Lemon Poppy Seed Cake
I made this cake for my friend Anie’s birthday last week. It’s a lemon poppy seed cake, with blueberry compote filling and a simple vanilla buttercream frosting. What I like about this one is that it didn’t come out overly sweet. By using compote instead of jam the added sugar goes way down. You can taste the fresh fruit, and a gentle tartness from the lemon.
3 cups all purpose flour
2 tsp baking powder
1 tsp salt
1¼ cup milk
2 sticks of unsalted, softened butter
3 Tbsp poppy seeds
1 tsp vanilla
1 ¾ cup sugar
1. Sift together the flour, baking powder, and salt and set aside.
2. Cream the butter and sugar with an electric mixer.
3. To the butter/sugar add vanilla. Then add the eggs one at a time.
4. Grate the zest of both lemons and add to the butter/sugar/egg mixture.
5. Juice both lemons. You should end up with about 1/3-1/2 cup of juice. Add the lemon juice to the butter/sugar/egg mixture.
6. Next toss in the poppy seeds. Make sure all the wet ingredients are incorporated thoroughly.
7. Alternate adding the milk and the dry ingredients to the wet ingredients. Always start additions with dry ingredients and end with dry ingredients.
8. Preheat the oven to 350.
9. Prepare 3, 8” round cake pans. Fill each pan exactly half full.
10. Bake for about 22-25 minutes until the center of the cake springs back when poked with your finger, or when you insert a toothpick and the toothpick comes out clean.
16 oz of either frozen or fresh blueberries
¼ cup sugar
¼ cup water
1 Tbsp cornstarch
1. Place the blueberries, sugar and water in a medium sized saucepan.
2. Grate the lemon and add the zest to the pan.
3. Juice the lemon and add that to the pan (roughly ¼ cup)
4. Heat the mixture on medium high heat, stirring gently until the fruit starts to break down and begins to boil.
5. Lower the heat to a simmer. Let the compote cook for 10 minutes.
6. If the mixture is super runny after 10 minutes, stir in the cornstarch a little at time. Make sure to really mix that in! You don’t want to eat starchy lumps later! Continue to cook 5- 10 more minutes.
7. Remove the compote from the heat. Be sure to let the compote completely cool in the refrigerator before you use this on a cake or it’ll melt the frosting.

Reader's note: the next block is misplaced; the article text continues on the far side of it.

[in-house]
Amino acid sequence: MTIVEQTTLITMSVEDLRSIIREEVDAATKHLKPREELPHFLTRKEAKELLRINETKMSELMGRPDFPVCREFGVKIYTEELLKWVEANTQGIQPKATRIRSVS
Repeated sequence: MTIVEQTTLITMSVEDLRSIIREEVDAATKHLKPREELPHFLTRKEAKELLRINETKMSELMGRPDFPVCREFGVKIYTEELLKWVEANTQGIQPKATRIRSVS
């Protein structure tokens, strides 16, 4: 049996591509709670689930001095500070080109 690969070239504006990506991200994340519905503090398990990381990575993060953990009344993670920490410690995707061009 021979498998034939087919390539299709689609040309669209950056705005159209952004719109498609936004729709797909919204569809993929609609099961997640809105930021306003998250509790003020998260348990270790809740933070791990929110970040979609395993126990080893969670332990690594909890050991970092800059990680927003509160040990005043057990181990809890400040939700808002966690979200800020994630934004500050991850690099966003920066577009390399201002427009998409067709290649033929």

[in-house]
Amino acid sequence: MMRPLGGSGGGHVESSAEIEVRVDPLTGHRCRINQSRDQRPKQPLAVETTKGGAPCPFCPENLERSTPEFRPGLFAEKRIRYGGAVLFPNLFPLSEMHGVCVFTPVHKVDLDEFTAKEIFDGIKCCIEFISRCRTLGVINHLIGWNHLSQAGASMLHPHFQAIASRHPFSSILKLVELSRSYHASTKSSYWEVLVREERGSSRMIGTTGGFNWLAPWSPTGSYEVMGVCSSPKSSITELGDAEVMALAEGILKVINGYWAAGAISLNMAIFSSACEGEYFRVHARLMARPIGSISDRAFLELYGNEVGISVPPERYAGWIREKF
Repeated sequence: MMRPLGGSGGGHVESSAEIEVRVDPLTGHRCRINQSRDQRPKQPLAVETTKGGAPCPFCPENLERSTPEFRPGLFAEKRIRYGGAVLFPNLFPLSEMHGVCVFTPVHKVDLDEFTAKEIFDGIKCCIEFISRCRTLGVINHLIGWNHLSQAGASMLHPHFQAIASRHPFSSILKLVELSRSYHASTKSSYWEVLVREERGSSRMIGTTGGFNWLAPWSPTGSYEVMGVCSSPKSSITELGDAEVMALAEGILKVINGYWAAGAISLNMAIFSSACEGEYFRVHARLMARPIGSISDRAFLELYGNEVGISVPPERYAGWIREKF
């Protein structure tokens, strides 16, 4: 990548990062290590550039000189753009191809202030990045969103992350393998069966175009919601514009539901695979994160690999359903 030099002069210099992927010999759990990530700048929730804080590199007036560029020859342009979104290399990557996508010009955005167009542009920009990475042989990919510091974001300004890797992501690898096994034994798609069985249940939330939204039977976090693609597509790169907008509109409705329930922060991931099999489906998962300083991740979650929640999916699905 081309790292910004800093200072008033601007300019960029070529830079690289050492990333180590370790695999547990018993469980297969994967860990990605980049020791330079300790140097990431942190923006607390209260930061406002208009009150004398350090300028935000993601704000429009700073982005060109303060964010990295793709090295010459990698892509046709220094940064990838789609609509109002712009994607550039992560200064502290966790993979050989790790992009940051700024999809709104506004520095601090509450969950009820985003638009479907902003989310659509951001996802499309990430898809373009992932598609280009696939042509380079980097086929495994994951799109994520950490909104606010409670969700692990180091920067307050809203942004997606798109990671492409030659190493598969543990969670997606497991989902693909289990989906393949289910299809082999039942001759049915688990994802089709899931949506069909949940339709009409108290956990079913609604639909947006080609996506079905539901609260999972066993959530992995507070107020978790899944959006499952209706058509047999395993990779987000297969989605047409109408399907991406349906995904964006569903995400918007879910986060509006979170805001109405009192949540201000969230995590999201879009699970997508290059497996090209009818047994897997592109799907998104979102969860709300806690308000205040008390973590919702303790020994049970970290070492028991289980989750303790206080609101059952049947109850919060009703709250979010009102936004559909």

2 sticks unsalted, softened butter
4 cups powdered sugar
1 Tbsp milk
2 Tbsp blueberry juice from the cooled compote*
1 tsp vanilla
* For traditional white frosting just use 2 Tbsp more milk instead of the compote juice. Also if you plan on piping this frosting beware to carefully strain the blueberry juice because any leftover teeny-tiny blueberry seed can clog up “star” piping tips! I learned that lesson the hard way! I used the juice in this recipe simply for the purple color, an alternative to adding artificial food coloring.
1. First place a small dollop of frosting in the center of the cake plate, then, place your first layer of cooled cake on top of that.
2. On top of the first layer of cake pipe a small ring of frosting around the outer edge of the cake; this creates a dam so the compote won’t escape.
3. Next generously cover the top of the cake with compote within the boundaries of the frosting dam. Place you next layer of cake on top of that.
4. Repeat steps 2-3.
5. With the top layer now on top of the cake frost the entire thing with a crumb layer of frosting. A crumb layer is super thin; it’s just enough to make sure the cake isn’t exposed. Don’t worry about making it pretty yet.
6. Refrigerate the cake for 20 minutes.
7. Now make the cake pretty with a second layer of frosting. Use everything you have left and smooth it on starting with the top and working your way down. By doing the crumb layer first it’s much easier to make a smooth cover and you’ll never find any escapee crumbs caught in the beautiful frosting.
8. Lastly add the remainder of the compote to the top of the cake. You can put as much or as little as you like. You can also center the compote on top or push it out to the edges and let it run down the sides.